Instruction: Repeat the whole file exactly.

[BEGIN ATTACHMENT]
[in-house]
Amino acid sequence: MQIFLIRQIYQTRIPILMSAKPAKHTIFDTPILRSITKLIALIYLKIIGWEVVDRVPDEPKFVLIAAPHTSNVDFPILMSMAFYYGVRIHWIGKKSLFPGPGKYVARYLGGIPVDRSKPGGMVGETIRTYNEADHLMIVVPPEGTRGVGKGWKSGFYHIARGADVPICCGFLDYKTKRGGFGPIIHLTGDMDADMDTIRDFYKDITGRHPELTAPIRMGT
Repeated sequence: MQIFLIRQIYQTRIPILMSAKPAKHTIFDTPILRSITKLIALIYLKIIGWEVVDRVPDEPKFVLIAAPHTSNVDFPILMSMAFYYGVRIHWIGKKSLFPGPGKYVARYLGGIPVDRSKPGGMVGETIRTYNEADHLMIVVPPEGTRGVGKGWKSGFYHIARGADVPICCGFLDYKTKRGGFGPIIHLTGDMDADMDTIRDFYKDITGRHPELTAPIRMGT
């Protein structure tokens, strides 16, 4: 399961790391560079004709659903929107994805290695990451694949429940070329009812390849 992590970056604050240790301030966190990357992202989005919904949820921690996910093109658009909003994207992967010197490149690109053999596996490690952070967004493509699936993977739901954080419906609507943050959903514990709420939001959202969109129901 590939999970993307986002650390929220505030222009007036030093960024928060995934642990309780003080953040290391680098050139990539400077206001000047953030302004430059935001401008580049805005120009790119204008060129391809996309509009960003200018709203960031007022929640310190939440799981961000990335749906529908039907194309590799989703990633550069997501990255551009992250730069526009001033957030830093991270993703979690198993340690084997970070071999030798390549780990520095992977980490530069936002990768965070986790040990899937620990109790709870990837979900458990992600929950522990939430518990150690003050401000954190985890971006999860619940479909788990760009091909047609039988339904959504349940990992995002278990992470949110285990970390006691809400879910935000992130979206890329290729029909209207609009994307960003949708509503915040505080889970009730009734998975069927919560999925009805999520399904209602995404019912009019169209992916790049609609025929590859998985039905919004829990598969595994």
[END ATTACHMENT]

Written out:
[in-house]
Amino acid sequence: MQIFLIRQIYQTRIPILMSAKPAKHTIFDTPILRSITKLIALIYLKIIGWEVVDRVPDEPKFVLIAAPHTSNVDFPILMSMAFYYGVRIHWIGKKSLFPGPGKYVARYLGGIPVDRSKPGGMVGETIRTYNEADHLMIVVPPEGTRGVGKGWKSGFYHIARGADVPICCGFLDYKTKRGGFGPIIHLTGDMDADMDTIRDFYKDITGRHPELTAPIRMGT
Repeated sequence: MQIFLIRQIYQTRIPILMSAKPAKHTIFDTPILRSITKLIALIYLKIIGWEVVDRVPDEPKFVLIAAPHTSNVDFPILMSMAFYYGVRIHWIGKKSLFPGPGKYVARYLGGIPVDRSKPGGMVGETIRTYNEADHLMIVVPPEGTRGVGKGWKSGFYHIARGADVPICCGFLDYKTKRGGFGPIIHLTGDMDADMDTIRDFYKDITGRHPELTAPIRMGT
């Protein structure tokens, strides 16, 4: 399961790391560079004709659903929107994805290695990451694949429940070329009812390849 992590970056604050240790301030966190990357992202989005919904949820921690996910093109658009909003994207992967010197490149690109053999596996490690952070967004493509699936993977739901954080419906609507943050959903514990709420939001959202969109129901 590939999970993307986002650390929220505030222009007036030093960024928060995934642990309780003080953040290391680098050139990539400077206001000047953030302004430059935001401008580049805005120009790119204008060129391809996309509009960003200018709203960031007022929640310190939440799981961000990335749906529908039907194309590799989703990633550069997501990255551009992250730069526009001033957030830093991270993703979690198993340690084997970070071999030798390549780990520095992977980490530069936002990768965070986790040990899937620990109790709870990837979900458990992600929950522990939430518990150690003050401000954190985890971006999860619940479909788990760009091909047609039988339904959504349940990992995002278990992470949110285990970390006691809400879910935000992130979206890329290729029909209207609009994307960003949708509503915040505080889970009730009734998975069927919560999925009805999520399904209602995404019912009019169209992916790049609609025929590859998985039905919004829990598969595994």